Spinal Tumors: Treatments

Part 4 of 4

Peer Reviewed

Treatments for Spinal Tumors
Depending on the type of tumor, where it’s located, and the patient’s medical condition, treatments may include chemotherapy, radiation therapy and/or surgical removal of the tumor. However, surgical removal is not always possible if the tumor is located in an area of the spine that is difficult to reach.
Chemotherapy treatmentIf diagnosed early, patients with spinal tumors have a better chance of a full recovery. Sometimes, embolization is necessary as in the cases of aneurismal bone cysts, kidney cancer and multiple myeloma. This is a procedure that limits blood flow to the tumor. Other times, a combination of treatments is used to ensure that cancer does not spread to other areas of the body.

Pain often can be controlled with analgesics and swelling can be treated with steroids. In some patients, bracing is necessary to increase spinal stability and reduce pain. If the tumor is cancerous, many patients also use a variety of complementary or alternative approaches including:

  • Aromatherapy
  • Art therapy
  • Biofeedback
  • Massage therapy
  • Meditation
  • Music therapy
  • Prayer, spiritual practices
  • T’ai chi
  • Yoga

Keep in mind, there is no evidence to show that any of these therapies improve the prognosis or change survival rates.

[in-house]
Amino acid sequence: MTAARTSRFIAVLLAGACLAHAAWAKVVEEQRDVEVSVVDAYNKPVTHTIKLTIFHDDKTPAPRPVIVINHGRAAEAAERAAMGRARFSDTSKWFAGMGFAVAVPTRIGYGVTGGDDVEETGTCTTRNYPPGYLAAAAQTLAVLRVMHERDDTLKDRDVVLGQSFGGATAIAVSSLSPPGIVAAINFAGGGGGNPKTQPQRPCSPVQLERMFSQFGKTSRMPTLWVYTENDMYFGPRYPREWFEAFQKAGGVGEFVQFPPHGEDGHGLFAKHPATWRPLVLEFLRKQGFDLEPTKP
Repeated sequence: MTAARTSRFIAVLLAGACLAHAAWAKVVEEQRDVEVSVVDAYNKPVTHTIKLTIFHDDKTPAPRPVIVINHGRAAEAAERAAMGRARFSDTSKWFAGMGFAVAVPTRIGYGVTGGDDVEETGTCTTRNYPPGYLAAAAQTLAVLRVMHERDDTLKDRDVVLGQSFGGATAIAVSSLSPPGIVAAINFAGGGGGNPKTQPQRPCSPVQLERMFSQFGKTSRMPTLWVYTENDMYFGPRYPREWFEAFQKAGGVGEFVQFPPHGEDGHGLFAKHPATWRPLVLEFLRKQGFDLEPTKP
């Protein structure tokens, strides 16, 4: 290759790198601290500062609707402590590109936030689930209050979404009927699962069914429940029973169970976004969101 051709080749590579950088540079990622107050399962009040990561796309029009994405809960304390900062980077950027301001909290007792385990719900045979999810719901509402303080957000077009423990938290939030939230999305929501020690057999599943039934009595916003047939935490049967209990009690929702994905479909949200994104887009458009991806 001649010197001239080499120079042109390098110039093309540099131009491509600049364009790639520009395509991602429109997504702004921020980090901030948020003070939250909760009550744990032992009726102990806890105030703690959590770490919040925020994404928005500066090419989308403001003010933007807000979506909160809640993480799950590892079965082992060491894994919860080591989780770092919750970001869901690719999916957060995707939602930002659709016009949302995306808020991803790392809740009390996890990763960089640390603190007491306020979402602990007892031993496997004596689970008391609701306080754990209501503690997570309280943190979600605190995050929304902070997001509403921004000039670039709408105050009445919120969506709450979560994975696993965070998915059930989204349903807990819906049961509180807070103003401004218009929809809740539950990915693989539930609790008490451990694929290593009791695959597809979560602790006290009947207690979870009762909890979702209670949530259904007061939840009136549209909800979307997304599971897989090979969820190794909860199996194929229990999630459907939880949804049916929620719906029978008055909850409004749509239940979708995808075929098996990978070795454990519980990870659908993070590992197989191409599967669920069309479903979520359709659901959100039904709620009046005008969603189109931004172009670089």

Whether benign or malignant, a spinal tumor is a very serious medical condition. However, if diagnosed early, patients with spinal tumors have a better chance of a full recovery. Patients who are experiencing any of the symptoms listed in this article should seek medical help right away.

Commentary by Stephen E. Heim, MD

This well-written article brings out several points worthy of further emphasis. Firstly, the "non-mechanical" nature of malignancies of the spine is an important concept. This means that the pain experienced by the patient is not significantly improved by restful positions (such as decumbency) and may often awaken the patient from sleep.

Mechanical pain sources are most often significantly improved by some "restful" position and significantly worsened by activity. Furthermore, in the event of a malignant spinal tumor the primary considerations are those of the aggressiveness of the tumor itself (and by correlation, any particular sensitivities of the tumor cell to treatments such as chemotherapy, radiation therapy, or hormonal therapy); the degree to which the mechanical integrity of the bony spinal column has been compromised; and the degree of neurological compromise. With these primary factors in mind the surgical team, in conjunction with the medical team will also consider the overall medical status of the patient in order to come to a treatment plan optimized for that individual patient.

Updated on: 09/11/18
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What is a spinal tumor? Am I at risk?
Stephen E. Heim, MD
Co-Medical Director
Neuro-Spine Center
Central DuPage Hospital
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